Photo documentation (Friesner Herbarium at Butler University) was used to report Aplectrum hyemale as a county record for Johnson County because removing a specimen would alter the population size and prevent that specimen from possibly producing fruits.
Aplectrum typically produces two corms but may occasionally have three or four interconnected corms (Fernald 1950).
is similar to Aplectrum in that it is also a winter perennial with a single basal leaf.
This lone orchid, which was located approximately 20 m from other Aplectrum plants, was the only plant to produce fruits in 2012.
The Aplectrum population size remained relatively stable during this study although there was a slight increase in 2013.
In HWBFS, the Aplectrum basal leaves had withered by early May.
Consistent with Homoya (1993), few Aplectrum plants flowered in this study.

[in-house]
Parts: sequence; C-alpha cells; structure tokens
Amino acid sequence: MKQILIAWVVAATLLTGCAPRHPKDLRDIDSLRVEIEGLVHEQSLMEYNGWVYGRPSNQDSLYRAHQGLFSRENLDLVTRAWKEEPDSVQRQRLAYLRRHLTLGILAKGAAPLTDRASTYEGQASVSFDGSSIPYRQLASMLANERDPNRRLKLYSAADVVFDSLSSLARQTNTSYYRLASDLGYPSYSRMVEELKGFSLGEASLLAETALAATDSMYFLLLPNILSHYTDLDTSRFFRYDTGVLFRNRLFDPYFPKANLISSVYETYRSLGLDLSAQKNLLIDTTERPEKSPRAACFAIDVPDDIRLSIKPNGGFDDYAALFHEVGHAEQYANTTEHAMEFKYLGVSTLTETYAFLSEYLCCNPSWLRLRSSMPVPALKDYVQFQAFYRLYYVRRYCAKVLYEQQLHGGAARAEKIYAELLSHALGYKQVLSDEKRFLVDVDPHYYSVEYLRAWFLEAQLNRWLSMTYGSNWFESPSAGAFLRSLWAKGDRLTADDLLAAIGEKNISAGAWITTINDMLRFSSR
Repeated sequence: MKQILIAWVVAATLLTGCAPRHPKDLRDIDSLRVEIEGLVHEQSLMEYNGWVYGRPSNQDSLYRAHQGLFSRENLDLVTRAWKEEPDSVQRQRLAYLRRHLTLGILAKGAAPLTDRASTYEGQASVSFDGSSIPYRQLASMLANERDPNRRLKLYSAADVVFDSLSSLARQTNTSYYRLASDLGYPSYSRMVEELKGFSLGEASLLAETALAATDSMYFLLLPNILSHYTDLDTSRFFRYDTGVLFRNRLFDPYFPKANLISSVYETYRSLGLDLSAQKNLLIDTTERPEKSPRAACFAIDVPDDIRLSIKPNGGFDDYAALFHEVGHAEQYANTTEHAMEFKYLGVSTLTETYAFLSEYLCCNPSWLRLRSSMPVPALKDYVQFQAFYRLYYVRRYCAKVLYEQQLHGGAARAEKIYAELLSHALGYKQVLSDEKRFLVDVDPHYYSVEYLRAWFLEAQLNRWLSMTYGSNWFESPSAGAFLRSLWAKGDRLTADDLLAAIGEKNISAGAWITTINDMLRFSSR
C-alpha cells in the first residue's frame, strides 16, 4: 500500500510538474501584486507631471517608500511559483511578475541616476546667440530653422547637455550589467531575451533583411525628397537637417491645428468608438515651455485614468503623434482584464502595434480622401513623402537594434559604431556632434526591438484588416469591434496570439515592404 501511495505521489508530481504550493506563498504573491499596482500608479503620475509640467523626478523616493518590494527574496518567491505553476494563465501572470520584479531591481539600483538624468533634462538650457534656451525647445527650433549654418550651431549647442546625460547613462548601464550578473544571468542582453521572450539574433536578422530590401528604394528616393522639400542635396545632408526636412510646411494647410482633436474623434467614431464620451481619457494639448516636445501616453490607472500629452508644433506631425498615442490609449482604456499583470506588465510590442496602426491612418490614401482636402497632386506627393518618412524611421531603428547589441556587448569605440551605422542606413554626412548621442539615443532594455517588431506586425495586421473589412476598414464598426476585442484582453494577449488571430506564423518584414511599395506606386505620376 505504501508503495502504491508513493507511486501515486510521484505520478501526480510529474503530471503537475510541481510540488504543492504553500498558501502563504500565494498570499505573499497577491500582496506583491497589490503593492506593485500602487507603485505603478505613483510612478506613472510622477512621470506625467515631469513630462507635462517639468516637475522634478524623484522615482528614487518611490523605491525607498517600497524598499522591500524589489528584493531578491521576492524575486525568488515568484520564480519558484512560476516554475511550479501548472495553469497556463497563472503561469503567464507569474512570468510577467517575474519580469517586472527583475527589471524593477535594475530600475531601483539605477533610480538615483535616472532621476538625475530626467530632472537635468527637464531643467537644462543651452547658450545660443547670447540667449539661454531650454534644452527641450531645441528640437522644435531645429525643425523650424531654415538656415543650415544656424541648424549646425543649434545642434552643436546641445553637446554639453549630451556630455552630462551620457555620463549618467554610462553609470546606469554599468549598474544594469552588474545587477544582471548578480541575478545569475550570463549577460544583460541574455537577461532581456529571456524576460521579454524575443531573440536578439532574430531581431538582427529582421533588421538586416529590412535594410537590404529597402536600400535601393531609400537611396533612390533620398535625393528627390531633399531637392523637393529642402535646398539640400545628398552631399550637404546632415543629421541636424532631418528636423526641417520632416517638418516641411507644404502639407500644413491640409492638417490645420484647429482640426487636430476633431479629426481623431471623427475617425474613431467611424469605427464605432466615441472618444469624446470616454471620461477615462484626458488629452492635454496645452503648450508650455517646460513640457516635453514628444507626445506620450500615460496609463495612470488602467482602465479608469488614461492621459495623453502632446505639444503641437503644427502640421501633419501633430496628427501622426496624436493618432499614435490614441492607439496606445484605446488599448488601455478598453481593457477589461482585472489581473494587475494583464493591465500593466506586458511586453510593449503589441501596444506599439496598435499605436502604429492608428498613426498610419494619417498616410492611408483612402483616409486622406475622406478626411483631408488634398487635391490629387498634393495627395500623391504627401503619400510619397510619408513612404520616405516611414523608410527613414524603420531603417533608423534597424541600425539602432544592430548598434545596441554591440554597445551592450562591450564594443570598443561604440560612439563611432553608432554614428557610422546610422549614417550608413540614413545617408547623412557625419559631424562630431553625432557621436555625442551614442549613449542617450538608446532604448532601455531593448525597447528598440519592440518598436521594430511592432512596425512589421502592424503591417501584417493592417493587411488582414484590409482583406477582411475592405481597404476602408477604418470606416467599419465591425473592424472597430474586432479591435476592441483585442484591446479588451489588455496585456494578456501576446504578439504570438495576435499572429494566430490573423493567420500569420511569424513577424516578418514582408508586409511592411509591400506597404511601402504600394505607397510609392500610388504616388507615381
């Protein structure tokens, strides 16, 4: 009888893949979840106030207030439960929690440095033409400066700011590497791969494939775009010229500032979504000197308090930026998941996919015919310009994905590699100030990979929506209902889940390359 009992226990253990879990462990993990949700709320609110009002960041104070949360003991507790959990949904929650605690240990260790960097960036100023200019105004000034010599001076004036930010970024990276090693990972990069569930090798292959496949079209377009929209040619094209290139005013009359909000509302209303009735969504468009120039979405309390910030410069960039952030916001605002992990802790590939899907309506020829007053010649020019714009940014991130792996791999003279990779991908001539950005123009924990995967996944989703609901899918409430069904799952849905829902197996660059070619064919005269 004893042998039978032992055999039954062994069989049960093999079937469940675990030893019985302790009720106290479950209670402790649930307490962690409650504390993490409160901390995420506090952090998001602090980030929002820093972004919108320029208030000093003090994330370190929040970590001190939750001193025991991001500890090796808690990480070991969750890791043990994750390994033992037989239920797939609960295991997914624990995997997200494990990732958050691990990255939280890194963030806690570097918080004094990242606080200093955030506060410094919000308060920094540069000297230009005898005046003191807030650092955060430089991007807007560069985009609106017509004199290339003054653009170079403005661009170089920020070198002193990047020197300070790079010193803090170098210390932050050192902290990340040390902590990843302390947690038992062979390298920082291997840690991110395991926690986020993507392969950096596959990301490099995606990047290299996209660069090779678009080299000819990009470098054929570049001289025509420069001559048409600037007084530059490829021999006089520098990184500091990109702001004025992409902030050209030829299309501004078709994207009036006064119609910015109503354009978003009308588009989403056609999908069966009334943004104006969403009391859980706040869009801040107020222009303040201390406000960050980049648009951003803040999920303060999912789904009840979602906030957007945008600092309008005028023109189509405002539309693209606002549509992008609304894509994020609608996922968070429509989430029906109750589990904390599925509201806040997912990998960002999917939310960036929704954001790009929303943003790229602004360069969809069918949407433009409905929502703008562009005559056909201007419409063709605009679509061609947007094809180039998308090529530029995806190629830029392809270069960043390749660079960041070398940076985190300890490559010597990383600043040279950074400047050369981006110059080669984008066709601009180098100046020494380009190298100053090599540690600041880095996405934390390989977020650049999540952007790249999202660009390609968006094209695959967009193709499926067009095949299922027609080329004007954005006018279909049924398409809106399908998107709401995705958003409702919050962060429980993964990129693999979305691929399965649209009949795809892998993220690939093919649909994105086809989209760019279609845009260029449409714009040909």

According to herbarium records and published literature, there are no accounts of Aplectrum flowering twice in one year or of flowering occurring late in summer.
2007) determined that the seed coat in Aplectrum is resistant to water, but that water imbibition is needed for germination.
Although most botanists describe Aplectrum as having one basal leaf (Gleason & Cronquist 1991; Homoya 1993; Yatskievych 2000), in the Great Plains, Aplectrum occasionally has been observed with two leaves (McGregor et al.
In conclusion, the Aplectrum population at HWBFS was relatively stable for the two years of this study even with the abnormal weather in 2012 that impacted the phenology of the species.